Do you know a teenager who has been processed for incarceration through the adult Coffee Creek Correctional Facility?
The nonprofit Partnership for Safety and Justice wants to know how juveniles are being treated there, as part of a research project to bolster new legislation keeping youths out of adult jails.
Youth advocates cite research showing that teens incarcerated in adult jails are at increased risk for physical and sexual assault, and when held in isolation can face an increased risk of suicide and attempted suicide.
"The consequences of juveniles in adult prisons are very serious and that's why we at Partnership for Safety and Justice are working to address that issue," says the group's associate director Shannon White.
The Partnership is a nonprofit group working on prison reform issues in Oregon. It is supported by members who have direct experience in the criminal justice system, particularly families of incarcerated and formerly-jailed offenders.
During the last legislative session the Partnership helped pass HB 2707, which helps to keep youth who are charged as adults out of jail, pretrial.
"Research shows kids who have contact with the adult criminal justice system are much less likely to be successful when they get out than youth who are kept in the juvenile justice system," White says.
While Coffee Creek Correctional Facility is considered to be the state's women's prison, it also serves as the processing center for newly-convicted male offenders.
Youth who are charged and convicted as adults often -- even if they're going to serve their sentence in an Oregon youth authority facility -- can end up doing an intake process at Coffee Creek.
"During the campaign for HB 2707 we heard from a number of family members and youth who went to Coffee Creek, that it can be an awful experience that usually lasts a week, but sometimes longer," said White.
"Kids are usually kept in isolation for 23 hours a day, and during the time when they are not kept in their cell -- which can be a horrifying experience in and of itself -- they're out and exposed to the adult prison population, which is just not a safe place for kids to be," she said.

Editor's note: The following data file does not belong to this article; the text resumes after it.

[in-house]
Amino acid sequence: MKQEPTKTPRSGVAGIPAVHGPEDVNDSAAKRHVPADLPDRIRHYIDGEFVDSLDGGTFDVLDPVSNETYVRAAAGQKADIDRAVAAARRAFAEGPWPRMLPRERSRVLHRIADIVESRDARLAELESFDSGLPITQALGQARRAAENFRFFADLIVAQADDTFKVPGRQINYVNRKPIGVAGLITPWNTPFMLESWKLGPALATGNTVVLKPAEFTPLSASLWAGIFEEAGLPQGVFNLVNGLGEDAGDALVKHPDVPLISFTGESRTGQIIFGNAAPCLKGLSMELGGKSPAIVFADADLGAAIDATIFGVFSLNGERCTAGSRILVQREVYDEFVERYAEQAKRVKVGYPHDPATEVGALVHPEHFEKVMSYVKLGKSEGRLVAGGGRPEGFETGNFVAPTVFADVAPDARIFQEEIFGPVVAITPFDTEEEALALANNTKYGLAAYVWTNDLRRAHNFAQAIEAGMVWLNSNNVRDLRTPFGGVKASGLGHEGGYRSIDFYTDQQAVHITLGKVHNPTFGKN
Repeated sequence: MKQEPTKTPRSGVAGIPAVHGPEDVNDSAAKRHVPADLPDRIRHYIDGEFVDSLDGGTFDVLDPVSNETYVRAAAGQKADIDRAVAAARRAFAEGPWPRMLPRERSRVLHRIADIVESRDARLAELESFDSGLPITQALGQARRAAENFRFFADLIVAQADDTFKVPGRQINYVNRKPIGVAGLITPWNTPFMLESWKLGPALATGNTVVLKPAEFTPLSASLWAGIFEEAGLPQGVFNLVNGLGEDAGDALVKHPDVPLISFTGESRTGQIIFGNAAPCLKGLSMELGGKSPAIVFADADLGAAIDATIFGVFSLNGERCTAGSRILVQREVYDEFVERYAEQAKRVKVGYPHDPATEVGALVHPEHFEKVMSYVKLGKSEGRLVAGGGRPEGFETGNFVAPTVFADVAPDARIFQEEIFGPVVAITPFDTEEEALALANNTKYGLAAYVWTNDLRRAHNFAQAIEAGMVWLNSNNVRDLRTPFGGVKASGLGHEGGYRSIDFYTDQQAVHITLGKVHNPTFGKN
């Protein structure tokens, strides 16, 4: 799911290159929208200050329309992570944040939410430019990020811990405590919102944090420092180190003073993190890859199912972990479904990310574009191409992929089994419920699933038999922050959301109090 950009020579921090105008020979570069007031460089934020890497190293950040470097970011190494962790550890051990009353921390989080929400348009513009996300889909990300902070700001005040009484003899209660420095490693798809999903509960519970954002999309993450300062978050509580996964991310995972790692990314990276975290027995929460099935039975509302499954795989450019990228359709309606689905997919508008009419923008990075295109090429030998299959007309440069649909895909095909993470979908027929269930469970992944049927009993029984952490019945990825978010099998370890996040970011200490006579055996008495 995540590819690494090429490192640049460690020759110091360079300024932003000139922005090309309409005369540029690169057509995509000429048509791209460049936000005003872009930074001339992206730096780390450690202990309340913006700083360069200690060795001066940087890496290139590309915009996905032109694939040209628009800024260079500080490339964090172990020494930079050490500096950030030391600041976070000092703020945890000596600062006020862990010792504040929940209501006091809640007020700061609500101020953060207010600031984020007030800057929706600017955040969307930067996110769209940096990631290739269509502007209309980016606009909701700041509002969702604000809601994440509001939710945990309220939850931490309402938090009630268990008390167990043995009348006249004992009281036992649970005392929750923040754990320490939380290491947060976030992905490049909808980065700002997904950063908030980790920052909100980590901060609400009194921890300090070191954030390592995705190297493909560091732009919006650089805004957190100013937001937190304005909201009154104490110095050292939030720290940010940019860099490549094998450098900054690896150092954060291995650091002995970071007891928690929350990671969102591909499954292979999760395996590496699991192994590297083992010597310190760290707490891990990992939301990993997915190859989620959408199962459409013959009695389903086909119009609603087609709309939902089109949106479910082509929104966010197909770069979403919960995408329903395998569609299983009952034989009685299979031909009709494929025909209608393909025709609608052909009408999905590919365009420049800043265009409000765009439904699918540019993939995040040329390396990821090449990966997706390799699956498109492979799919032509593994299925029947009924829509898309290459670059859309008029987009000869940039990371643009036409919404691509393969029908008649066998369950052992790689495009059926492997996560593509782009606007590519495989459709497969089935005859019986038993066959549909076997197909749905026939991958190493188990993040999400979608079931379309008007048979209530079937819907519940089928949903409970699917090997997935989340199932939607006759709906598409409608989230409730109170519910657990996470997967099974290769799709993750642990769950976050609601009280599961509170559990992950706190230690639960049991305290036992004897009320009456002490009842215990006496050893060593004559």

White says the Partnership is looking for community testimony about the conditions for juveniles at Coffee Creek, whether directly from the youth, from the parents or other family members.
"So we're gathering stories now from people who have either themselves been through Coffee Creek as a 16 or 17 year old, or maybe it was a family member a son or a daughter, or a family member or friend who went to Coffee Creek to learn more about what that experience was like.
"We're right now in the research phase of this work and one of the things we want to do is hear from our members and others about what their experiences are at Coffee Creek," White said.
She invites calls to her office at 503-335-8449 ext. 210, or emails to Shannon@safetyandjustice.org .
For more on the Partnership go to their website, http://www.safetyandjustice.org/
Some key facts about youth in adult prisons:
Youth who are held in adult facilities are at an increased risk of physical and sexual victimization. The National Prison Rape Elimination Commission found that "more than any other group of incarcerated persons, youth incarcerated with adults are probably at the highest risk for sexual abuse."
Many children are often placed in isolation for 23 hours a day. These conditions can cause anxiety, paranoia, and exacerbate existing mental disorders.
Youth are 36 times more likely to commit suicide in an adult prison or jail than a juvenile detention facility.
Courtesy of the Partnership for Safety and Justice